This week's 'Ask Evan' question comes from June T in York County. June asks- "I've always heard that when you are sick you should feed a cold and starve a fever. Is there any medical truth to this?
The origin of 'feed a cold and starve a fever' actually goes back to the 1500`s when writer John Withals suggested that fasting would cure a fever. The belief is that eating would activate digestive processes which would lead to more fever because digestion would take away a body`s energy to fight fever. So, it was thought that eating less would stop stoking the heat of a fever. At the time, common colds were blamed on a drop in body temperature, which could be helped by eating and drinking.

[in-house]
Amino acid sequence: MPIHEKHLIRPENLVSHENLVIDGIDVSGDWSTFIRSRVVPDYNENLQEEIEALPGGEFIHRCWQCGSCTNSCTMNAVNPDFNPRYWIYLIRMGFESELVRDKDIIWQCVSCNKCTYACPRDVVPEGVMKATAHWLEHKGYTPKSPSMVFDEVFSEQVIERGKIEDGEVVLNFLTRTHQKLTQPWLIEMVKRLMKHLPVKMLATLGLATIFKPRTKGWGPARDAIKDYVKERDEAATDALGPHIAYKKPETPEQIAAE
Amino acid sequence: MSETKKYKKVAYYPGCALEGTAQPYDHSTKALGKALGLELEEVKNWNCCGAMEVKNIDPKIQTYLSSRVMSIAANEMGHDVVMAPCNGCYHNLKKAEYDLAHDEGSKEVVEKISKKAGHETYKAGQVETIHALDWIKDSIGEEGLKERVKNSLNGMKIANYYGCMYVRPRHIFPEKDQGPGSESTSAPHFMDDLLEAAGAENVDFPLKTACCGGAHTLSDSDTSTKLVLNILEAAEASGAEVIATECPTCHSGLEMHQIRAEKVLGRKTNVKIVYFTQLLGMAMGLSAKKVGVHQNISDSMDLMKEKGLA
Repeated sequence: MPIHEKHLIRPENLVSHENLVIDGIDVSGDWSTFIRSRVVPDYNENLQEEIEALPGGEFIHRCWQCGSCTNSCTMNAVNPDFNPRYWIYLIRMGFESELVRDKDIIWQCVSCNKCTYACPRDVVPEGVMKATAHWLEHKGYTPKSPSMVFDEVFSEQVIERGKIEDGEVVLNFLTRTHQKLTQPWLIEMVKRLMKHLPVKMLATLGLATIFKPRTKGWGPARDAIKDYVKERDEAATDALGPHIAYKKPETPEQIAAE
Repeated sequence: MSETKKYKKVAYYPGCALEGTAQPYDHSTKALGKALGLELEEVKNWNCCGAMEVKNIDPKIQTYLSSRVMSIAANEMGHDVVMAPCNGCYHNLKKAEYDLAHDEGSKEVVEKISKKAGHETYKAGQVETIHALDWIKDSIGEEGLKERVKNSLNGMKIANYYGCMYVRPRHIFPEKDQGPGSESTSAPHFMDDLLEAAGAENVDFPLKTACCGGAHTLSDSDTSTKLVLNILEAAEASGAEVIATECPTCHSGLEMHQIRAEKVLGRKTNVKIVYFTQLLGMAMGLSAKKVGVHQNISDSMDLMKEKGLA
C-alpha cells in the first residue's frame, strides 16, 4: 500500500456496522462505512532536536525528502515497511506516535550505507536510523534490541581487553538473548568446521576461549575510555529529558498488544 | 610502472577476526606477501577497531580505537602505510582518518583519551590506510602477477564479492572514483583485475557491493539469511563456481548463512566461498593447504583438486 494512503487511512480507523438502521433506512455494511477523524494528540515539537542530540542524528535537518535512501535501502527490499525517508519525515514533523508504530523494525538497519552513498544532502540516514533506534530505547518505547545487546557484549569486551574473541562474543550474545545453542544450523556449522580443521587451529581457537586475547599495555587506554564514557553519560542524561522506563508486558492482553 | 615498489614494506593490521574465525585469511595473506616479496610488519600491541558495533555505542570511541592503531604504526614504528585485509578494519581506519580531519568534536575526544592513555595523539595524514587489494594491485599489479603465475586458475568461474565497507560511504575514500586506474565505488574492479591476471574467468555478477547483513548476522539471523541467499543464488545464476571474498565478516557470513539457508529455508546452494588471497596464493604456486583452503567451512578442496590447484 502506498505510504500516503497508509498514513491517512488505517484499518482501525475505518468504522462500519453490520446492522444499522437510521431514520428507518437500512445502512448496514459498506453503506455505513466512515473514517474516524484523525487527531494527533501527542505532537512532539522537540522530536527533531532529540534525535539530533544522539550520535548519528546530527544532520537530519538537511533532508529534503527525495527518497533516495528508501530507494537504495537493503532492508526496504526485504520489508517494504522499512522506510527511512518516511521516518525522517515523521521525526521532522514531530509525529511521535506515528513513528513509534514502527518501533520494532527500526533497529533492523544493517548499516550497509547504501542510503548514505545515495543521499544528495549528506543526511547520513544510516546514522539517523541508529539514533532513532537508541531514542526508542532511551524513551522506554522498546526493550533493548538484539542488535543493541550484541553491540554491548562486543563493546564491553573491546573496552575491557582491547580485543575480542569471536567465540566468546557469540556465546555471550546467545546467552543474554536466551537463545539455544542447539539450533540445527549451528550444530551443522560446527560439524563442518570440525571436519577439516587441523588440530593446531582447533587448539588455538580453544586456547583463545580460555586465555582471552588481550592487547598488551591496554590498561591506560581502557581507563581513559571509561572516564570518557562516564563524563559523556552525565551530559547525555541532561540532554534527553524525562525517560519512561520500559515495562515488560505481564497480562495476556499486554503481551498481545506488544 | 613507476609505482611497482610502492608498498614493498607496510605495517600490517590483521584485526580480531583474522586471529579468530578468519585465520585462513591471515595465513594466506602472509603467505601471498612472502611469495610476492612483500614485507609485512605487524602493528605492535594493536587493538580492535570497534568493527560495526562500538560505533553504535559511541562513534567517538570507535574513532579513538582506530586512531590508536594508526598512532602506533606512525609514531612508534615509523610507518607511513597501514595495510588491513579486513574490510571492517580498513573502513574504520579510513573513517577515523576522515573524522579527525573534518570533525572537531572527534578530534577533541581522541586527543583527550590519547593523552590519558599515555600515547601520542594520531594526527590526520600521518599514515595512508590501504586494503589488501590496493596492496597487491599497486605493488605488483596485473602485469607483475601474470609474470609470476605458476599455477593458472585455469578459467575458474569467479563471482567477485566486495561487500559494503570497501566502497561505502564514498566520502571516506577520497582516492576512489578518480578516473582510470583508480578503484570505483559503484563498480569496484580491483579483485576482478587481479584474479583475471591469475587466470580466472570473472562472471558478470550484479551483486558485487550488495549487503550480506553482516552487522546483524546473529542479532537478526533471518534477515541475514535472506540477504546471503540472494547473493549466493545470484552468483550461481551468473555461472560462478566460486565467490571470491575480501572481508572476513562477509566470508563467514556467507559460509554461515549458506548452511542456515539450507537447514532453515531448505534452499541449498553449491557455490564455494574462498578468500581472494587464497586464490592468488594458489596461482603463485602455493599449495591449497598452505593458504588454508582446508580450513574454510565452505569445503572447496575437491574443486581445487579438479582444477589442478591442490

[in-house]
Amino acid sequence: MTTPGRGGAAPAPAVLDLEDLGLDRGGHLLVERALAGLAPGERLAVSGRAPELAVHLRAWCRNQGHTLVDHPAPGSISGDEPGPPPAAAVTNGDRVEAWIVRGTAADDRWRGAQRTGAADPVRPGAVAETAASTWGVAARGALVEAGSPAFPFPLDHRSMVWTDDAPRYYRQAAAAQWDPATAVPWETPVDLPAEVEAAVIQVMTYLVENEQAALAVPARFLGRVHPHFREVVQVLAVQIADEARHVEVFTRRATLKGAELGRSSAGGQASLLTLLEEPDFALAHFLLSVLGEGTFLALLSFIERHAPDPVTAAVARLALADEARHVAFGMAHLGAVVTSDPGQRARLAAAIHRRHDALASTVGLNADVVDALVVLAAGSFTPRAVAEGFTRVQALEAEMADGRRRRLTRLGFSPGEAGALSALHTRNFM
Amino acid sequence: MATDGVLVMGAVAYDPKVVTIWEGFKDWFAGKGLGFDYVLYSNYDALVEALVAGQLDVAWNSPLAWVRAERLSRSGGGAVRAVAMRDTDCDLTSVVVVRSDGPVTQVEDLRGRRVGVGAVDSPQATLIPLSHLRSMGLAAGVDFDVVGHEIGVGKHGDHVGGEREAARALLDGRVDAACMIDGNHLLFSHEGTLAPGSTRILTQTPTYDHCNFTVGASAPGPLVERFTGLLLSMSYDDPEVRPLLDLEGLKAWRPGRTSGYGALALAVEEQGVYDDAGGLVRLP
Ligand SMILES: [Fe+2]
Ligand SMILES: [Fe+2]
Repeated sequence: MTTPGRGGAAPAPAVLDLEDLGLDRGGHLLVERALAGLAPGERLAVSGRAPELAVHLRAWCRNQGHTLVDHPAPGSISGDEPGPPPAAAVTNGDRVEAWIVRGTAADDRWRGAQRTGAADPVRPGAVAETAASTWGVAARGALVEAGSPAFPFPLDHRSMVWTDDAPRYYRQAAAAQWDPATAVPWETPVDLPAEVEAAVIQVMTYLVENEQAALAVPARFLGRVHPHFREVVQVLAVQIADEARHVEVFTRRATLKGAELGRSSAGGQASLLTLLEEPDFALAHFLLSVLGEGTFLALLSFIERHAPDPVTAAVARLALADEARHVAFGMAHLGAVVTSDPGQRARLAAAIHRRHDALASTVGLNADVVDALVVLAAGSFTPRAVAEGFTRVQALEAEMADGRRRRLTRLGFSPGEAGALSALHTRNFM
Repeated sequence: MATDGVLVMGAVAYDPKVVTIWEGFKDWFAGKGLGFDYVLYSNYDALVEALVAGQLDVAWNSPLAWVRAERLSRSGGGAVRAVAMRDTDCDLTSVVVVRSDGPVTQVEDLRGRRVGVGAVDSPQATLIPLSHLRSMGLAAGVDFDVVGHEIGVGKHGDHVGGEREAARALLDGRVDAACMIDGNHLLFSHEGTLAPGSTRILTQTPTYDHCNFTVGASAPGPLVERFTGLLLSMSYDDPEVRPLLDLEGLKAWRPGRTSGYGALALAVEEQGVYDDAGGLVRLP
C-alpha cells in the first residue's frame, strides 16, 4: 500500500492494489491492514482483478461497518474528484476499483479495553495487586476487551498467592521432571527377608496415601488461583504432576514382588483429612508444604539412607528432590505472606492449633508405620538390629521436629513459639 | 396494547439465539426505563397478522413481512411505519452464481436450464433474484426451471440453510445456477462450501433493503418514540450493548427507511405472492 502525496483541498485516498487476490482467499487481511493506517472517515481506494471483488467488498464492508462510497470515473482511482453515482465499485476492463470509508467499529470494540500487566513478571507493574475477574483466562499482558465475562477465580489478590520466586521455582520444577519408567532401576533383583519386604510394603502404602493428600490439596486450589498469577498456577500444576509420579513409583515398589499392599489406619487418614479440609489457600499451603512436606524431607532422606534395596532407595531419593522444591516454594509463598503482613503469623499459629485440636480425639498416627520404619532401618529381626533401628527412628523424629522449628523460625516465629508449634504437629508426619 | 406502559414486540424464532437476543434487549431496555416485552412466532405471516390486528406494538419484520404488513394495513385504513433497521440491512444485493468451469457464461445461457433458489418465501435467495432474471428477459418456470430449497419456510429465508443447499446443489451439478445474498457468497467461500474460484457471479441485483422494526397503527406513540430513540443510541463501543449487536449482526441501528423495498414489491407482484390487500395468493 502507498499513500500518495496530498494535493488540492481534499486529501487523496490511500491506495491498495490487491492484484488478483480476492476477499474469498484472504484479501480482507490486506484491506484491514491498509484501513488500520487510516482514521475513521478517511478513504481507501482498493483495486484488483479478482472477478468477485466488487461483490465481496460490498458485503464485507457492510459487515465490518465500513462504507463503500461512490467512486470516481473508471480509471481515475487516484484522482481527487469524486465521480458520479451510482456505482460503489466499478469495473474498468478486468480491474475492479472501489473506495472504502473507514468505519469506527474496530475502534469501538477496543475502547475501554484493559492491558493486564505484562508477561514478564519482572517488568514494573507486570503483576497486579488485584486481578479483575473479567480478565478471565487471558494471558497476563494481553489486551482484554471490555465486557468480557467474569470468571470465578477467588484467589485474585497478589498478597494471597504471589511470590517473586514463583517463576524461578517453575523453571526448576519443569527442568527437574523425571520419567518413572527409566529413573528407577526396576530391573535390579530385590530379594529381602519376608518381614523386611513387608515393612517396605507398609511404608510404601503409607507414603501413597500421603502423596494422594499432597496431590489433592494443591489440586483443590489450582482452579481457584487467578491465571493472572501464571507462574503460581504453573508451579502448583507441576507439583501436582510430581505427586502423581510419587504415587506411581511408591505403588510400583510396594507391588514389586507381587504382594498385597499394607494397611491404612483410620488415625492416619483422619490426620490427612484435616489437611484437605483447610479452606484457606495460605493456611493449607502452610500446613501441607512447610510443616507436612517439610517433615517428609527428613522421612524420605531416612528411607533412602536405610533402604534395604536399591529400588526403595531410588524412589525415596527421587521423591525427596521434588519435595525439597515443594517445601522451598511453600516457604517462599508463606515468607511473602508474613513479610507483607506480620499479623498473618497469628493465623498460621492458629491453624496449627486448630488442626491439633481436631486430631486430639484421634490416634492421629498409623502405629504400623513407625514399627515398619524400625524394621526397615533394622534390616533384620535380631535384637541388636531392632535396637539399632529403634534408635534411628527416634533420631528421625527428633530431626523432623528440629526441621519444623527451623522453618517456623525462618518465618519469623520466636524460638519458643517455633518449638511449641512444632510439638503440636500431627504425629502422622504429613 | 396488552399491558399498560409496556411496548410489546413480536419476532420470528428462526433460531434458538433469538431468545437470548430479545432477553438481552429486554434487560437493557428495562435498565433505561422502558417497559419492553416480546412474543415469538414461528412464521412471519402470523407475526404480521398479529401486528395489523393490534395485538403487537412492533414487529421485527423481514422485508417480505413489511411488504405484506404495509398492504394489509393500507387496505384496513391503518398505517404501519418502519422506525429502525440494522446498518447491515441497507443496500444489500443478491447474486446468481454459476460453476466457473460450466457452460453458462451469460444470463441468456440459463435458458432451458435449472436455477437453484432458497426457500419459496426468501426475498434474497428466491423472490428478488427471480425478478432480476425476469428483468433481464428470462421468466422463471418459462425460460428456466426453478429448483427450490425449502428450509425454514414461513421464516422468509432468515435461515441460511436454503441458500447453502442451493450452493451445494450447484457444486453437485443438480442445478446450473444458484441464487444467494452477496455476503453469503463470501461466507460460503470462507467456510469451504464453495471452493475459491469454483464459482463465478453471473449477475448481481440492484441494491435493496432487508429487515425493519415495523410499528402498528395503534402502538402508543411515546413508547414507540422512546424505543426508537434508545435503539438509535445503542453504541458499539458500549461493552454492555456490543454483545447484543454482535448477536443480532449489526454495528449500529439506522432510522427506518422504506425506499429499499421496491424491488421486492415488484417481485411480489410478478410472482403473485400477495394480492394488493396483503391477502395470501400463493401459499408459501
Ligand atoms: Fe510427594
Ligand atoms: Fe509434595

However, research shows the opposite may be true-- that eating fewer calories may actually make it more difficult for your body to fight off the flu virus. Good nutrition and calories actually provides the body with energy needed to create and assemble the large number of immune cells necessary to fight illness. The body also requires additional fluids above the norm in the presence of illness, including colds or flu.
So, experts say cold or flu-- fever or not-- drink plenty of fluids to replace lost electrolytes, eat well-balanced meals when you're hungry and get plenty of rest.
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